A foreign policy expert looks at the major players in the Southeast Asia Pacific Rim and their nervous watching of what China will do.
Atlantic foreign correspondent Kaplan (The Revenge of Geography: What the Map Tells Us About Coming Conflicts and the Battle Against Fate, 2012, etc.) frequently refers to geography as key in determining developments in the countries he addresses with his keen insight: namely, Vietnam, Malaysia, Singapore, the Philippines, Taiwan and China. Indeed, these—save the Philippines, still mired in American colonial dependency—have evolved into post–Cold War economic dynamos, with varying blends of democracy and authoritarianism. Thus, for the first time, they can “flex their muscles at sea” by making territorial claims against each other regarding the rich oil and natural gas reserves harbored among the straits and the hundreds of islands scattered throughout the area. Kaplan compares China’s position amid the South China Sea grouping as akin to America’s “practically sovereign” regard of the Greater Caribbean—that is, if China were finally to “Finlandize” Taiwan and replace the U.S. Navy’s domination in the area. As the U.S. downgrades its naval presence and continues to be distracted by wars in Afghanistan and elsewhere, China is ramping up its military presence. Although Kaplan claims there is no “moral fury” roiling the area, his discrete breakdown of each country delineates many troubling authoritarian histories, with a blithe dismissal of democratic tenets. For example, Kaplan acknowledges the ends-justifies-the-means approach of China’s Deng Xiaoping and Singapore’s Lee Kuan Yew, who effected economic miracles while ruling with an iron grip. The author’s considerations of jihadist insurgent threats in Indonesia and elsewhere seem tepid.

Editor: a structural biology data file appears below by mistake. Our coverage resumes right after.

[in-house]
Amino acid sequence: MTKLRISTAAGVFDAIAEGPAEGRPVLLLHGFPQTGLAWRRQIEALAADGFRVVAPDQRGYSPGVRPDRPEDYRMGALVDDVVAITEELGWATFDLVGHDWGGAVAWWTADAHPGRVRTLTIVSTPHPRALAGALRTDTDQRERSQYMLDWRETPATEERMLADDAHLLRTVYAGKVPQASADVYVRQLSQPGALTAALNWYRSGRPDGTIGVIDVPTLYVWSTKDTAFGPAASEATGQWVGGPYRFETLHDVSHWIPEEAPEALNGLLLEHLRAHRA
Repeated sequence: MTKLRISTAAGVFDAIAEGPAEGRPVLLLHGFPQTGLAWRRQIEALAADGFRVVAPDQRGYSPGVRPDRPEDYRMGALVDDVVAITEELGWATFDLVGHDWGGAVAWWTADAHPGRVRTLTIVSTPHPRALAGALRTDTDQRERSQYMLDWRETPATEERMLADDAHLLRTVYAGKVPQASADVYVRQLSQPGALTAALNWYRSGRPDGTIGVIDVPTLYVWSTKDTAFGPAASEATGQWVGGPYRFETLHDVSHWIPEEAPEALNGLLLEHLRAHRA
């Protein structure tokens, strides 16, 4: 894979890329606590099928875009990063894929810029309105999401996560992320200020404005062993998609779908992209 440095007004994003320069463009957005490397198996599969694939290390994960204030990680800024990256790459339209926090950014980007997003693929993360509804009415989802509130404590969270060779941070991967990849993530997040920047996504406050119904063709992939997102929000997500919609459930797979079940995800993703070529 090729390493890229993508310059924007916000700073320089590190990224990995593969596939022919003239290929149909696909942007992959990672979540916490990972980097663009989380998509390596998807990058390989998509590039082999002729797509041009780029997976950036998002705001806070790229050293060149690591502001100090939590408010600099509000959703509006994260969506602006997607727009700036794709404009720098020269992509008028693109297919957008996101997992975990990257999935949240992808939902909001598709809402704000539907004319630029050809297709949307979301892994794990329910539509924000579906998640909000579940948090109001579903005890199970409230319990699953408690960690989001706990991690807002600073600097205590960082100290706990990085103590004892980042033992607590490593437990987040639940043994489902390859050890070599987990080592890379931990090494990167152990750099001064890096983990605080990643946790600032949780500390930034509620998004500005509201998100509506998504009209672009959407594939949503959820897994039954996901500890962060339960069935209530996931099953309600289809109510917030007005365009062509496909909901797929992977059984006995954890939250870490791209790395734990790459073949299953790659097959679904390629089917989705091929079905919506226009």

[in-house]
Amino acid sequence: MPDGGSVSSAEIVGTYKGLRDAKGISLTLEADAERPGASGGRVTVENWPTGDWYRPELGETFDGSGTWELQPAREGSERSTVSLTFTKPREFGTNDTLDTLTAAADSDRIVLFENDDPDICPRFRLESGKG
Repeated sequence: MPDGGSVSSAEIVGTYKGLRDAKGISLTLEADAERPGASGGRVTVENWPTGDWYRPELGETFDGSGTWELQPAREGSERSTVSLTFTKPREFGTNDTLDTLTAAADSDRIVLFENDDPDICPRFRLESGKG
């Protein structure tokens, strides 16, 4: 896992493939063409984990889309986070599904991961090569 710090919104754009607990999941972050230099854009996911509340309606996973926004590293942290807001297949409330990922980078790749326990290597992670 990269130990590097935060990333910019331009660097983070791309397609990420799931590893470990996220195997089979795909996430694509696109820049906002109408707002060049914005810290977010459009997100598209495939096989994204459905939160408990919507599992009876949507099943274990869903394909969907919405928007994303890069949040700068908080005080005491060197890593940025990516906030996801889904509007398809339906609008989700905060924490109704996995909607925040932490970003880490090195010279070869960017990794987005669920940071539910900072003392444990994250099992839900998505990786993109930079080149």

An up-and-down examination in which the author claims that the future of the Pacific Rim will be decided not by what China does but by what America does.